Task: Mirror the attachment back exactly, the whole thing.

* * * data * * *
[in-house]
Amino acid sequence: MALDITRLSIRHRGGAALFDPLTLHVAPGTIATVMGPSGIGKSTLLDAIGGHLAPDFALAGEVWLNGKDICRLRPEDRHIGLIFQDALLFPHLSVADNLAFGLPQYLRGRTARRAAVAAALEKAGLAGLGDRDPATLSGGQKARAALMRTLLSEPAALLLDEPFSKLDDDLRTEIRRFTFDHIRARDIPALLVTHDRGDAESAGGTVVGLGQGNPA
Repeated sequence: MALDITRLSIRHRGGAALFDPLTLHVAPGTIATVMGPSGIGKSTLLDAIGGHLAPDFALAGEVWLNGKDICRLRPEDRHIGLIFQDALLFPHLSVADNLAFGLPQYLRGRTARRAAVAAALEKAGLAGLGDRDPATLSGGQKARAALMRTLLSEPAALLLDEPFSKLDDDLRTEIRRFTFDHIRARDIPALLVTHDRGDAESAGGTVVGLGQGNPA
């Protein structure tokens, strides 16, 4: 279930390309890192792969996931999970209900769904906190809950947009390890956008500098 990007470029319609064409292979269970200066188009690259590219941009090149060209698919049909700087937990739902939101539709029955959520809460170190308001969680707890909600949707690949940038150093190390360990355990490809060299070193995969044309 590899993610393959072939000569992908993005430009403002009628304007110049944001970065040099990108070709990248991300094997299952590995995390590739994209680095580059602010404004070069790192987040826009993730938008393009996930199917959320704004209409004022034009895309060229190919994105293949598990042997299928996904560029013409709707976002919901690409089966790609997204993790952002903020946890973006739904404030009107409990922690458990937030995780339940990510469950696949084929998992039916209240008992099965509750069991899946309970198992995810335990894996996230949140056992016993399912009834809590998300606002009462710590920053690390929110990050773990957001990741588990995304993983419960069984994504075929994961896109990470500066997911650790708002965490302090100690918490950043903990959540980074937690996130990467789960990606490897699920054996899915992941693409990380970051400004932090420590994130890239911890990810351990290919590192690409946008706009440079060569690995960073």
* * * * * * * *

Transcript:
[in-house]
Amino acid sequence: MALDITRLSIRHRGGAALFDPLTLHVAPGTIATVMGPSGIGKSTLLDAIGGHLAPDFALAGEVWLNGKDICRLRPEDRHIGLIFQDALLFPHLSVADNLAFGLPQYLRGRTARRAAVAAALEKAGLAGLGDRDPATLSGGQKARAALMRTLLSEPAALLLDEPFSKLDDDLRTEIRRFTFDHIRARDIPALLVTHDRGDAESAGGTVVGLGQGNPA
Repeated sequence: MALDITRLSIRHRGGAALFDPLTLHVAPGTIATVMGPSGIGKSTLLDAIGGHLAPDFALAGEVWLNGKDICRLRPEDRHIGLIFQDALLFPHLSVADNLAFGLPQYLRGRTARRAAVAAALEKAGLAGLGDRDPATLSGGQKARAALMRTLLSEPAALLLDEPFSKLDDDLRTEIRRFTFDHIRARDIPALLVTHDRGDAESAGGTVVGLGQGNPA
């Protein structure tokens, strides 16, 4: 279930390309890192792969996931999970209900769904906190809950947009390890956008500098 990007470029319609064409292979269970200066188009690259590219941009090149060209698919049909700087937990739902939101539709029955959520809460170190308001969680707890909600949707690949940038150093190390360990355990490809060299070193995969044309 590899993610393959072939000569992908993005430009403002009628304007110049944001970065040099990108070709990248991300094997299952590995995390590739994209680095580059602010404004070069790192987040826009993730938008393009996930199917959320704004209409004022034009895309060229190919994105293949598990042997299928996904560029013409709707976002919901690409089966790609997204993790952002903020946890973006739904404030009107409990922690458990937030995780339940990510469950696949084929998992039916209240008992099965509750069991899946309970198992995810335990894996996230949140056992016993399912009834809590998300606002009462710590920053690390929110990050773990957001990741588990995304993983419960069984994504075929994961896109990470500066997911650790708002965490302090100690918490950043903990959540980074937690996130990467789960990606490897699920054996899915992941693409990380970051400004932090420590994130890239911890990810351990290919590192690409946008706009440079060569690995960073």